Today Chancellor George Osborne revealed his Autumn Statement but what does the statement mean for you?
George Osborne has delivered his first upbeat assessment of the economy, although he cautioned that there’s still more work to do.
The Chancellor has chosen measures today that should shove the recovery along and make it a bit easier for some companies to do business.
Economic growth this year and next is predicted to be higher than previously forecast, but then hits a plateau.
A word cloud showing how Twitter reacted to the measures announced in the Chancellor's Autumn Statement has been published by the business advisory service Deloitte UK.
The firm used a social media monitoring tool to trawl tweets using a number of economic and finance-related phrases.
It appears that the issues of tax, business and rates were the most tweeted terms.
- Growth forecasts are "significantly up" in the largest improvement at any Budget or Autumn Statement for 14 years, with UK growing faster than any other major economy.
- The state pension will rise by £2.95 a week from next April. People now in their 40s will receive a state pension at 68. Those in their 30s will be 69.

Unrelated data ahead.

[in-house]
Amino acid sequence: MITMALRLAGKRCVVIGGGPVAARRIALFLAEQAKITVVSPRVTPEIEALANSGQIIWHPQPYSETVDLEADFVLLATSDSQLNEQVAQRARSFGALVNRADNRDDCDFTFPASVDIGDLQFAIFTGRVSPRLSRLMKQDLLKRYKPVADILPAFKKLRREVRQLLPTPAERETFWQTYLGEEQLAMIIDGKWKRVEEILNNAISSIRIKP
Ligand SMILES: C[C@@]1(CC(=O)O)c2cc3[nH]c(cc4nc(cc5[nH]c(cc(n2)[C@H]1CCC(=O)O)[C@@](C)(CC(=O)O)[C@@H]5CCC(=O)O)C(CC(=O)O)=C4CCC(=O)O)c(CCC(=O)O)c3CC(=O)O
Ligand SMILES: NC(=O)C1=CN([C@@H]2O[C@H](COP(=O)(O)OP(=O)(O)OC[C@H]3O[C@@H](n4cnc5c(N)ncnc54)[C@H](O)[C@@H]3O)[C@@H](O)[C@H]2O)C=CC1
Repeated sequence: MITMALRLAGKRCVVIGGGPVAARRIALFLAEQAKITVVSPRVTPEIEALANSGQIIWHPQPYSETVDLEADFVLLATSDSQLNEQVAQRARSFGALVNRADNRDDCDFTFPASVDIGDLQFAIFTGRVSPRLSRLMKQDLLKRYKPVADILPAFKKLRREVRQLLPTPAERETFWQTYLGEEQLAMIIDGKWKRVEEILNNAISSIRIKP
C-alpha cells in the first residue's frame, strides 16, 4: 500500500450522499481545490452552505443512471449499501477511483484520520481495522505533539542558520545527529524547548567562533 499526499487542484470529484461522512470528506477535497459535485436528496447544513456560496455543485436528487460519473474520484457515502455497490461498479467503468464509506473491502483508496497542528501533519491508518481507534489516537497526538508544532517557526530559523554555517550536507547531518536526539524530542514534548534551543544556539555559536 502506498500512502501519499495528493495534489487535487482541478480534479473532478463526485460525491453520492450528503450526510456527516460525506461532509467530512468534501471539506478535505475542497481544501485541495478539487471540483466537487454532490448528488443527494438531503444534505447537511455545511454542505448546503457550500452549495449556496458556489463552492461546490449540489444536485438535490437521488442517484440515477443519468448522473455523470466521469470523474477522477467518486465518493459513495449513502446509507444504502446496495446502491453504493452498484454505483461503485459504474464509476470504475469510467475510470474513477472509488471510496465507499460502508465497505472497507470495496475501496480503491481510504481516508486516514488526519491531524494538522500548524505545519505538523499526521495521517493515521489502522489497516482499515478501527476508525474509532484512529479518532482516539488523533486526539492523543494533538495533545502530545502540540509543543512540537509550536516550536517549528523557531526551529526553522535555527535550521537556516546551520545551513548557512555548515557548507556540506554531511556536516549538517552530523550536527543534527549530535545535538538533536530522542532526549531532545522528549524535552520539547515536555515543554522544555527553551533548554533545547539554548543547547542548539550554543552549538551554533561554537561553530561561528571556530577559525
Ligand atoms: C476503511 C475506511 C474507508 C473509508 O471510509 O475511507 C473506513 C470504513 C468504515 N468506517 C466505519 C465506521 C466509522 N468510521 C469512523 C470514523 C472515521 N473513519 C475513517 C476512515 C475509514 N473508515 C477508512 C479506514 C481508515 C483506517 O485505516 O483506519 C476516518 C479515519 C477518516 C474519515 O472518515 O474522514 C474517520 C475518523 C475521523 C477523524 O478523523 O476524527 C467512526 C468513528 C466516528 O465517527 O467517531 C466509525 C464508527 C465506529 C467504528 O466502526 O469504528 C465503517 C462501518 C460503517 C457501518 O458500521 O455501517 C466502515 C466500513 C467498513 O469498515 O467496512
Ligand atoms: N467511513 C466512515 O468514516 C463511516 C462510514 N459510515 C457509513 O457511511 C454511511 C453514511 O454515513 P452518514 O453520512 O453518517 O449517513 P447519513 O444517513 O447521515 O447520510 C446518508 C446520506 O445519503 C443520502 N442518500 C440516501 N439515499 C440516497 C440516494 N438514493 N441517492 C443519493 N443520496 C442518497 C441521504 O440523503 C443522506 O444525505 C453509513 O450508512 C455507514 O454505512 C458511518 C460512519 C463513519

- Financial resources will be provided to fund expansion of free school meals to all school children in reception, year one and year two.
- The fuel duty rise for next year has been cancelled.
- Plans to increase train fares by 1% above inflation has been cancelled.
The Chancellor's Autumn Statement won the support from the Federation of Small Businesses.
– John Allan, chairman of the Federation of Small Businesses
Today's Autumn Statement represents steady progress, with a range of announcements that address members' concerns in the cost of doing business, with action on business rates and confirmation that next year's fuel duty rise will be cancelled.
The statement is a sobering reminder about the scale of the deficit the country faces and the tough choices which need to be made.
We therefore welcome the use of what spare resources the Chancellor could find to focus tax cuts on encouraging firms to take on younger workers, which must be an overriding priority.
The Government has said that future changes in the pension age will be based on the principle that workers should expect to spend about one-third of their adult lives, on average, in retirement.
Filming with 19 year old Jordan who's been working since he was 15 - unsurprisingly he s not v pleased he won't get a pension for 51 years